Initially, they succeeded in getting in front of some bigger companies still not penetrated by the larger data analytics outfits as these seemed good first targets with money. However, once introduced to the concept, these companies were indeed keen to buy the software for themselves. They recognized the strategic nature of such a purchase and were loath to out source this.

At the smaller and medium end of the market they were similarly successful in securing quality meetings. Jake, the salesman, rarely failed in getting in front of the right people and Sam, the technical guru, produced excellent, up-to-the-minute, relevant insights. But here too, despite all their efforts, over and over again they met with only modest success - not in keeping with their expectations.

But undeterred and ever proactive, they called upon a group of friends whose backgrounds might help them to challenge their thinking and suggest how they might improve their success rate.

Some of the feedback included identifying that:

There were a couple of large players in the market (for whom this business was small) and a few very small players suggesting that the overall market was not (yet) large. This raised the question what actually was the size of the current market for the productsWere SMS actually creating a market that didn't exist?

Target industries still included a large number of very big companies. Was it wise to be ‘distracted' by them given their longer-term intentionsAs a small start-up, would SMS have credibility with themWas this just a market entry tactic?

One view of the market suggested that it existed because the software products did not do their jobs properly - selling ‘basic' software was not enough. The products needed to be more customer-oriented. Once rectified, the supposed niche would no longer exist.

Clients were not using the power of the software as they might - buying the software but not analyzing it. What if SMS focused on just data analysis, was this an opportunityWho were the buyers within the organisationHow were they responding to the product conceptWere they threatened by itWould they do better in other countries?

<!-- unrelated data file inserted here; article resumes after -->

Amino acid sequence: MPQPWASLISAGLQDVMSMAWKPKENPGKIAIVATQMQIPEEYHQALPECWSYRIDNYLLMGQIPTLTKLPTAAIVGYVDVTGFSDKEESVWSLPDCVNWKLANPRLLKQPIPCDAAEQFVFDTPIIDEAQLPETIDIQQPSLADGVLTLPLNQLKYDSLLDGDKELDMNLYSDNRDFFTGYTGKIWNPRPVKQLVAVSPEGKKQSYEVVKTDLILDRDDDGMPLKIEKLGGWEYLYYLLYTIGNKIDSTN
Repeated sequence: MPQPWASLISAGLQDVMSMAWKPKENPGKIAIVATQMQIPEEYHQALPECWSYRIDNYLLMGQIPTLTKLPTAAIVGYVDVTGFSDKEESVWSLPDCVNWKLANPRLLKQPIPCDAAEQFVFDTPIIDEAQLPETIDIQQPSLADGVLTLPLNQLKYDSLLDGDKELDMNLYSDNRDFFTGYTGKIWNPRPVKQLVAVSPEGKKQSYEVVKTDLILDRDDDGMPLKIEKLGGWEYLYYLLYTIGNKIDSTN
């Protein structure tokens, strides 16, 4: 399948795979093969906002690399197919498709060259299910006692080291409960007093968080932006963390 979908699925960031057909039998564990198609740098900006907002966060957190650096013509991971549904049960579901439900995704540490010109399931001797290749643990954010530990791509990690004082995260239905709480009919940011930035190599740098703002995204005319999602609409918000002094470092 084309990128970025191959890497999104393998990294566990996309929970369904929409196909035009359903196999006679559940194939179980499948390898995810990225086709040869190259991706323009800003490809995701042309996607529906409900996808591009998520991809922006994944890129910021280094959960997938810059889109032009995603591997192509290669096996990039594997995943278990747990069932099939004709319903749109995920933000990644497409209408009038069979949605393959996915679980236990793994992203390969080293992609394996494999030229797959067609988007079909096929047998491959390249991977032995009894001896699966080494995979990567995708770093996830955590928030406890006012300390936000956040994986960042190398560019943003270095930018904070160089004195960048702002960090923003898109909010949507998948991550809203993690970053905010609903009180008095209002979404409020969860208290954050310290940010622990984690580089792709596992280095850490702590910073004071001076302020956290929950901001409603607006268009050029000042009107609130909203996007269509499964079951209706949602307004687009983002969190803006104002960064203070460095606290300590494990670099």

SMS pricing looked high compared to the cost of the basic software. It seemed very unlikely that clients would pay as much for the ‘data analysis plus' as for the product.

Was it a technical issue With increased focus on full data integration was data analysis being squeezed out from the middle?

Were the advertising agencies the problem They provided reports as part of other con tracts and were known to control the market, but had set low expectations of what was possible using cheap tools this meant clients were not interested.

What problem was SMS actually resolving Perhaps social media was just not a priority.

SMS's few successes had come where there was a personal, strong connection with an indi vidual - an introduction to a business known to ‘feed' off positive feedback from social media:

nights clubs trying out new formats or menus

views on mobile and phone banking services

restaurant chains with topical or seasonal offerings

new product releases: fast feedback

useful for Corporate Social Responsibility work and reputation analysis.

One of the key outcomes of the individual discussions asked: were SMS creating a market rather than just finding one. Were they ‘crossing the chasm' rather than, as they had believed at the outset, in ‘the bowling alley'?

Jake and Sam, still determined but now confused, wanted to grow the business. Their key backer decided some objective assessment of where they were going was required so called you in.

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Marketing Management: Sm scanning-finding markets for their services